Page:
Integrated care: better and cheaper
Integrated care improves health, increases quality of care and lowers costs. These three goals, this Triple Aim in other words, are achieved in many examples from all over the world: from Alaska to New Zealand, from Western Europe to South Africa. However, disseminating all these good examples is easier said than done, as nationwide implementation means the simultaneous realisation of the following six components of integrated care:
1. Multidisciplinary care pathways and decision trees
2. Patient self-management and shared decision-making by patients and professionals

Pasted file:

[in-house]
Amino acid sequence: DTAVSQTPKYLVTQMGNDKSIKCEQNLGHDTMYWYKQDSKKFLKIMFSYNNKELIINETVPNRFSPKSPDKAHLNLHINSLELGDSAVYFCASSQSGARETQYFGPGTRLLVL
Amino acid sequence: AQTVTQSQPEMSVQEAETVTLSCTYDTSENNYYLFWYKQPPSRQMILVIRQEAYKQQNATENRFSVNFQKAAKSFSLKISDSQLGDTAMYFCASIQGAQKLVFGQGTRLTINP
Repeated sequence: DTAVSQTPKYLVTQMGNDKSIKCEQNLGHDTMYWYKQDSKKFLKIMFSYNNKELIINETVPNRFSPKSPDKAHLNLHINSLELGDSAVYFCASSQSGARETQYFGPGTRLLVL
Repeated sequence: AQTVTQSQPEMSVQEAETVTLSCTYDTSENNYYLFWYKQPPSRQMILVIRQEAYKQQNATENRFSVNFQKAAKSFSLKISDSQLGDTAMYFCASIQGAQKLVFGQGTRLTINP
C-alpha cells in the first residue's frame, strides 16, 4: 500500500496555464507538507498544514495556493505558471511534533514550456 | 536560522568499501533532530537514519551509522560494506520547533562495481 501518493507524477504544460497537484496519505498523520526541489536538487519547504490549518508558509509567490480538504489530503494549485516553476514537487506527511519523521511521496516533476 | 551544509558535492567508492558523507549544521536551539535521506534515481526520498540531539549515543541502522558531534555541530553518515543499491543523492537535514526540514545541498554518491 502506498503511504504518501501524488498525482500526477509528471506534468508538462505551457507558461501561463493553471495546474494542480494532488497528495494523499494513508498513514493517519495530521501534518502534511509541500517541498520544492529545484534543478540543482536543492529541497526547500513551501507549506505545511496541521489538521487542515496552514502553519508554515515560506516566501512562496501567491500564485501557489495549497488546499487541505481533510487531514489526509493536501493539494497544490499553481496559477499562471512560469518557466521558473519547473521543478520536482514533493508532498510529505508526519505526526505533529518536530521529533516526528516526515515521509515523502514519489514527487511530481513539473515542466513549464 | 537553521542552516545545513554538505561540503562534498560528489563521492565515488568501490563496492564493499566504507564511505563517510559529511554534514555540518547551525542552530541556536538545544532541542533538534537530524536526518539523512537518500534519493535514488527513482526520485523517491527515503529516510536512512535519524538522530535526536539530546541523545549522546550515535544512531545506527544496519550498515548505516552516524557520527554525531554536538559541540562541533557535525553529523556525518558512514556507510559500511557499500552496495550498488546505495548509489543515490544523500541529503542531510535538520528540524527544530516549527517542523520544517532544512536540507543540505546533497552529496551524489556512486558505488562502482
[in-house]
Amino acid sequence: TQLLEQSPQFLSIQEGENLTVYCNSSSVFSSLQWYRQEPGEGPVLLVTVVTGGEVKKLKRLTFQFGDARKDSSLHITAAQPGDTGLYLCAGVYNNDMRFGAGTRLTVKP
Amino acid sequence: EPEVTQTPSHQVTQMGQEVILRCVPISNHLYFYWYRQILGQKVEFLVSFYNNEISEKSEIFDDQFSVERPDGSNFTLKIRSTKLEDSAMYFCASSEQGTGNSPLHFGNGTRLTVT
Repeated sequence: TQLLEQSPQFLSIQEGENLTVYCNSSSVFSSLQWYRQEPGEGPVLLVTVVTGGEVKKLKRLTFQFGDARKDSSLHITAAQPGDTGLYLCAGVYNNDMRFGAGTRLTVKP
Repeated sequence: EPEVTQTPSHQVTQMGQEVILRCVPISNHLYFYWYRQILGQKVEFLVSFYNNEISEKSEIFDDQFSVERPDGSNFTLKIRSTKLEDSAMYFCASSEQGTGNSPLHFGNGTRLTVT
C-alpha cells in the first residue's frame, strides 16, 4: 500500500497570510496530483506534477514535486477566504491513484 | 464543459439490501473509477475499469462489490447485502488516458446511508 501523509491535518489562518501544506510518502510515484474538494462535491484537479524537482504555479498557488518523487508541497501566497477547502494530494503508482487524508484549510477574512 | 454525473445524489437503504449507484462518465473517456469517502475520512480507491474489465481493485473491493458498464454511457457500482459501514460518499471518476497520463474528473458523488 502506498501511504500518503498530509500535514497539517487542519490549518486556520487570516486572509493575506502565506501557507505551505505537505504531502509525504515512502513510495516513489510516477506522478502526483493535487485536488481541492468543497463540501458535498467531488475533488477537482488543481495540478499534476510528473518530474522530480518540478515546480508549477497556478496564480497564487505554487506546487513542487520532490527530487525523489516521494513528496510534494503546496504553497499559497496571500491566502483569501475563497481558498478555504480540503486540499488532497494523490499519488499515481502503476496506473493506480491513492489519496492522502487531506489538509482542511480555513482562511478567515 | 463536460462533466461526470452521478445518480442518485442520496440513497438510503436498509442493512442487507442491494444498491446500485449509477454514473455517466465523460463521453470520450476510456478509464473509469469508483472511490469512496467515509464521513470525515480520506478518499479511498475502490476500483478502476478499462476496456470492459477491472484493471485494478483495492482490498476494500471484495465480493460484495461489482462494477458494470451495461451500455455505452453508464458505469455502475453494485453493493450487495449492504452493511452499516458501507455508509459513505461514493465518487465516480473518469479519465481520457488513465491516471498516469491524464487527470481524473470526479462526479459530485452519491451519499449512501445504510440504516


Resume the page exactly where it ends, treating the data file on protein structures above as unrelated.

3. Guaranteeing professional and patient- perceived quality
4. Population-based funding and shared savings
5. An Electronic Health Record and e-health
6. Servant leadership and a strategy for change management.
These are the conclusions Guus Schrijvers draws in his book Integrated Care: better and cheaper. His conclusions are based on more than 500 studies from the 1960s until mid-2016. In addition, he also draws on his own 45 years of experience with research into integrated care. Examples hail from the Netherlands and other countries with social health insurances, from countries with free-market healthcare and from countries that pay healthcare with tax money.